Here's To the Future Cult of Come True

It's pretty rare when a modern horror film exceeds "fine but nothing special" or "interesting failure" status for me, let alone the "god awful dreck" that currently floods most of our streaming services.  So when something noteworthy comes along, you've gotta stop and give them their due, right?  Well, that's what I'm doing with 2020's Come True, a sci-fi/ horror indie from Canada.
It's the story of a troubled young woman plagued by nightmares of creepy shadowy figures in a dark, surreal world.  She signs up for a sleep study where the researchers can monitor their subjects' dreams.  And it turns out everybody is somehow seeing these same beings.I wasn't expecting too much, since writer/ director Anthony Scott Burns' first film sucked (but he didn't write that one), and the only other thing you may've seen is that he contributed a middle-of-the-road sequence to the very mixed bag anthology Holidays (he did Father's Day).  Come True, now, is broken into four Jungian chapters, which are a key to understanding this world of the collective unconscious.  It might be giving this film too much credit to call it Lynchian, but Come True is ambitious, dreamlike (I mean beyond the subject matter), beautifully shot and creatively art directed.  The music, also by the Burns, sounds funky and futuristic in the way Tangerine Dream soundtracks used to.  There's a throw-back, low tech theme, where the scientists are viewing the dreams on 80s CRT monitors and watching Night Of the Living Dead at the local cinematheque.  One gets the sense that they've decided to own their shortcomings and incorporate their limitations into intentional design choices, but hey, it works.
It's pretty great, but it's certainly not flawless.  All the dream sequences follow a direct railroaded path, like they were created in a program that they didn't pay to unlock the non-freeware features, which would've let them swing the camera around.  More crucially, it has a ending I'd call divisive, except the majority of viewers seem united in hating it.  Look at the (high) critical rating verses (low) audience score on Rotten Tomatoes for an idea.  I'm not going to spoil anything, but I would just recommend going in with zero expectations for satisfying explanations or clear resolutions, so you can just enjoy the ride without any disappointments.  I personally don't hate the ending - though I don't love it either - but this is a movie like Lost Highway or Mulholland Dr. in the sense that we're left to puzzle out what just happened, but with an extra middle finger of a final denouement, where it really feels like the filmmakers are taking delight in antagonizing conventional audiences.  If nothing else, the screenwriter is a little too online.  But if you can handle that, you're in for a real treat.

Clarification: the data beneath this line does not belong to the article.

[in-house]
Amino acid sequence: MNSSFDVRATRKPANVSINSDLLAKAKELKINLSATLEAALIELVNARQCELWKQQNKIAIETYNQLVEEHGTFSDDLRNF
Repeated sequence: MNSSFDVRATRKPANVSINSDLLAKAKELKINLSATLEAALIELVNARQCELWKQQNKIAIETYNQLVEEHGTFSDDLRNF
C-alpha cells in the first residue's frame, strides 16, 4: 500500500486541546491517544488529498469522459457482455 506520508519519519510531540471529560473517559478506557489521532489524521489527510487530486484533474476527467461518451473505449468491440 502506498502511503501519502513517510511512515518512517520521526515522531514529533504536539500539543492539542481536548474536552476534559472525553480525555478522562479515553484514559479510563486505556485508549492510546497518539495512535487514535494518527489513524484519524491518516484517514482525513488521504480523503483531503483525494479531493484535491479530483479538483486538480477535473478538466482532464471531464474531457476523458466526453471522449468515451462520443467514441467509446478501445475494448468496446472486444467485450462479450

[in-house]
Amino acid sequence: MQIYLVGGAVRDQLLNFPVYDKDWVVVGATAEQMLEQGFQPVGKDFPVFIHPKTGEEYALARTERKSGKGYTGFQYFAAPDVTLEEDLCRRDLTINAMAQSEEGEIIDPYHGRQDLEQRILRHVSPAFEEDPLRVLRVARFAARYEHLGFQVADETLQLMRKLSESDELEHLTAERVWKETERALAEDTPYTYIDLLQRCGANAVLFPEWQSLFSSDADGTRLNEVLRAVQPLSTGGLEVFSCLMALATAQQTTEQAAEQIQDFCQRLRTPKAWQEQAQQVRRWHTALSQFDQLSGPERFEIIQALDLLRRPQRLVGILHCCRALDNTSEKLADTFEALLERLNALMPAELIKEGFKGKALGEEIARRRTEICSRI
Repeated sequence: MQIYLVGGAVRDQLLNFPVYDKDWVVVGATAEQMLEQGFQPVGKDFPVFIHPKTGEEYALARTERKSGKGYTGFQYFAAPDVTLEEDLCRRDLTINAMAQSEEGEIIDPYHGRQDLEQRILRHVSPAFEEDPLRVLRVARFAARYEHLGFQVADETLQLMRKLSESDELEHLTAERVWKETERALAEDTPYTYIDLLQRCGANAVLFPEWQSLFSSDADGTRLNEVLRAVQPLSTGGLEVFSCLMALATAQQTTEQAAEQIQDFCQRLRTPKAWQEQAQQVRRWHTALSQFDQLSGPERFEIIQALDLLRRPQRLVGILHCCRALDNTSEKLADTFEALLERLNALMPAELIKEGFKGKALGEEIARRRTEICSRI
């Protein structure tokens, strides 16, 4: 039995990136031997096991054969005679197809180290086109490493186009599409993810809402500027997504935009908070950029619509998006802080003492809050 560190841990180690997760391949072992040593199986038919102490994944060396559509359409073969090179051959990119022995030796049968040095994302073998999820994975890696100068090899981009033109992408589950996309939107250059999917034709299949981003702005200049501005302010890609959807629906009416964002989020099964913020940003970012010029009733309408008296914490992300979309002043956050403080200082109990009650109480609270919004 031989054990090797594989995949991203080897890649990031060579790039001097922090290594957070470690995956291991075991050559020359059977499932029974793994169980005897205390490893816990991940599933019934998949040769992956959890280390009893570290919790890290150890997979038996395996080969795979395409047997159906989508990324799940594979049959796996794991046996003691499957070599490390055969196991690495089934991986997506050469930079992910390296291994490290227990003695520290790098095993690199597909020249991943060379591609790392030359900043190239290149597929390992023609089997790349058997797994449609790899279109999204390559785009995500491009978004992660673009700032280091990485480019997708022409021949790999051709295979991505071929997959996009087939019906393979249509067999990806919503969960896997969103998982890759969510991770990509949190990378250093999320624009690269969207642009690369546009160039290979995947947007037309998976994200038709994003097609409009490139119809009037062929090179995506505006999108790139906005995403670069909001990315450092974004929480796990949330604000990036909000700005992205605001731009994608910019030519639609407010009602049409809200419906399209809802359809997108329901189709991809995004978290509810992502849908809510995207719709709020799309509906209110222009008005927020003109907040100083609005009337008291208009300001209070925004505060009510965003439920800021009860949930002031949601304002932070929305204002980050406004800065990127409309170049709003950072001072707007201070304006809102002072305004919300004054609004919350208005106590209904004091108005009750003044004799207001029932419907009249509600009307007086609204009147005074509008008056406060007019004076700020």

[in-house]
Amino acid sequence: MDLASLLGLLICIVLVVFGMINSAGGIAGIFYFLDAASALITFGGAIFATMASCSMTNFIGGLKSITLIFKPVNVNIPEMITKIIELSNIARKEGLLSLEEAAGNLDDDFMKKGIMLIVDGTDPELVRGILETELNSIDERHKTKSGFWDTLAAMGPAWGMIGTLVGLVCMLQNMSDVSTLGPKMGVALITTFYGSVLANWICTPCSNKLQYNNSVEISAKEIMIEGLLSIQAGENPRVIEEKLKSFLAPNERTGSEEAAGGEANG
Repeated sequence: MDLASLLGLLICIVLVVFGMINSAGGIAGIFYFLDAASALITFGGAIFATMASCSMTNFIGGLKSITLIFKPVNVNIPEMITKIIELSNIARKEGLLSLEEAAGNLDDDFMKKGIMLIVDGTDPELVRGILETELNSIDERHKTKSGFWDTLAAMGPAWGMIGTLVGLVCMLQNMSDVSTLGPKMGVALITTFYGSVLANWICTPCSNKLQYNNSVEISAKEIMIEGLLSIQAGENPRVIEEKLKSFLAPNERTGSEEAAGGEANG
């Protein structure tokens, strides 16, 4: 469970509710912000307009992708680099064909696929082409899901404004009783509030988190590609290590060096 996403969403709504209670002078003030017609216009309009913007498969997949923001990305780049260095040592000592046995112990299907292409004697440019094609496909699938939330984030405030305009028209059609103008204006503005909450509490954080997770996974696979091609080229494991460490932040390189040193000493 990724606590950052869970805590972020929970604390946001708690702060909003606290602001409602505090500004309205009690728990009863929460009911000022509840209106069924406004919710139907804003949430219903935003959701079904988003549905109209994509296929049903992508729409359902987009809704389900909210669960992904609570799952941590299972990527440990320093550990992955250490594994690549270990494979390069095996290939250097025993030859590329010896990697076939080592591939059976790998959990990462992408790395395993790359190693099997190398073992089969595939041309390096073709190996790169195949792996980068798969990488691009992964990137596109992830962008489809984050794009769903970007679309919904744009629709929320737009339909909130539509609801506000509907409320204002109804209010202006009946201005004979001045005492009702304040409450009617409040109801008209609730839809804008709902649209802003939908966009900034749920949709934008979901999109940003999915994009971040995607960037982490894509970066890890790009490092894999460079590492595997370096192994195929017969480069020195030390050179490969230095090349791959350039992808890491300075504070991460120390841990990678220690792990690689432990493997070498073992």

Scream Factory released essentially barebones discs of Come True on DVD and Blu-ray back in November as part of their IFC Midnight line.  But by that time it had already been out for some months in Canada, from its production company's distributor line Raven Banner, as a slightly fancier 2-disc special edition.  It's not exactly fully-loaded with extras, but for devotees, especially those on the hunt for additional clues, it's pretty essential.  And since I already had the RB blu, I just picked up the SF DVD for a cheap comparison, because the transfer's not really the issues.  It's a new film shot on digital, it's going to look basically the same everywhere.  But, still, let's take a look.
2021 Scream Factory DVD top; 2021 Raven Banner BD bottom.